“The Eldership offered us the job – the full-time salary, the house – it was like here’s a platter with all the goodies on it!” says Brent, “But we were settled in God’s call. We’d been sitting on it for a year and then a further six months of waiting, so we were rock solid on that. We left everything and stepped into that world of unknown.”

Blessed and released by their home church, the fledgling community began its formation. There was no clear picture of what was ahead, only an image as a starting point.

“On a road trip to Adelaide, that’s when an idea for the church’s name popped into my mind,” says Brent, “And it wasn’t a name as such, but an image of a bloodstained hill representing Jesus on the cross – so we settled on Redhill Church as our name.”

‘Red Hill’ is also the name of one of Canberra’s significant landmarks where sweeping views of the whole city can be enjoyed. “The actual lookout on Red Hill became quite a significant place for us,” shares Jill, “We had some of our early prayer meetings up there, and we still meet up there every Easter. It’s one of our places we go to look out over Canberra and pray.”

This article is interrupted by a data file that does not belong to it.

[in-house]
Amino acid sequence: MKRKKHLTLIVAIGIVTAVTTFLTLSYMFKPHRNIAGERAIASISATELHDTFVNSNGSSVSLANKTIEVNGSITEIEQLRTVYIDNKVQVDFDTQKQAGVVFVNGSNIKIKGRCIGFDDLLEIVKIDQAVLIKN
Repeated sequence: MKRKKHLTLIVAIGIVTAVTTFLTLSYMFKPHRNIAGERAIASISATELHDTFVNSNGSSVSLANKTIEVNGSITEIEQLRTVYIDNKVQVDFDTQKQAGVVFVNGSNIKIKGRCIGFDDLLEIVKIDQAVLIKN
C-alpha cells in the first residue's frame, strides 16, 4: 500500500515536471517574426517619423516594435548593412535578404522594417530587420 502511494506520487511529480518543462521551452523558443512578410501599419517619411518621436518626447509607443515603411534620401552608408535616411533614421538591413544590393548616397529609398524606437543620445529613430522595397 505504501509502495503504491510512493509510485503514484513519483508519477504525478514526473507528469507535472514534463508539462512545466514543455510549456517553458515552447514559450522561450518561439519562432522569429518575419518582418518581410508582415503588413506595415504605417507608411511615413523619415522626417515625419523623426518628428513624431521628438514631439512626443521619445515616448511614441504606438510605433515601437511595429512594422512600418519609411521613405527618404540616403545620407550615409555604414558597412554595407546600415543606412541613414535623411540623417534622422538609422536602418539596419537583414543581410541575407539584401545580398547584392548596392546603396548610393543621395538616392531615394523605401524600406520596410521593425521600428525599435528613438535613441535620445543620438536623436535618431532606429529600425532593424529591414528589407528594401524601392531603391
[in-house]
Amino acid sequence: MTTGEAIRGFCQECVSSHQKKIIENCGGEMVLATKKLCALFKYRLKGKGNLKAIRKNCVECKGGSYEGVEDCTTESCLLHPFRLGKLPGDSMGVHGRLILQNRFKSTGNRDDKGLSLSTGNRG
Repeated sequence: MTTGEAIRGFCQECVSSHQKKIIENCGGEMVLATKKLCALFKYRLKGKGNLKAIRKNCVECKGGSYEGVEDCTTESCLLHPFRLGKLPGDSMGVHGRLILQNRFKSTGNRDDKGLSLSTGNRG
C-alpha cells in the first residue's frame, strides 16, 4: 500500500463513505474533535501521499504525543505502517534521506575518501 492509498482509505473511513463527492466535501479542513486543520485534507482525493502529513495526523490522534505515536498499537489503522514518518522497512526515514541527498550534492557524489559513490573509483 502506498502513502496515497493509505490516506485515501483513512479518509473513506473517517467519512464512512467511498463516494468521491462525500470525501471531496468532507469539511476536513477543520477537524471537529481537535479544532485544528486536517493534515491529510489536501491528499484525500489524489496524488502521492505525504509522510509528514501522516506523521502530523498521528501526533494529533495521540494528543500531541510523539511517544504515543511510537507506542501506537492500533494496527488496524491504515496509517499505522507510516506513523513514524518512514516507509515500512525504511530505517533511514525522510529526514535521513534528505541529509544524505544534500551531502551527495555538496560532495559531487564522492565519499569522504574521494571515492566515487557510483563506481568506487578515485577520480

The group of seven, aged from 17 to their early 30s,  now began to meet regularly to share and pray under the name Redhill Church. 

“In some ways, the early days were the easiest days,” says Jill, “While we didn’t have resources, at the same time, it was a bunch of friends stepping out into an adventure with no pressure or expectation on us.”

During this time, they agreed that their core values would be wholehearted worship, prayer, biblical teaching, authentic community, and active compassion. Their motto of being “partners in the gospel” (Philippians 1:5) emerged, meaning they wanted to see people come to know the love of God in the good news of Jesus and to be equipped to share that and live it out. They wanted to use the gifts and ideas of everyone in the group, rather than building something on one person, and to be organic and responsive in their formation.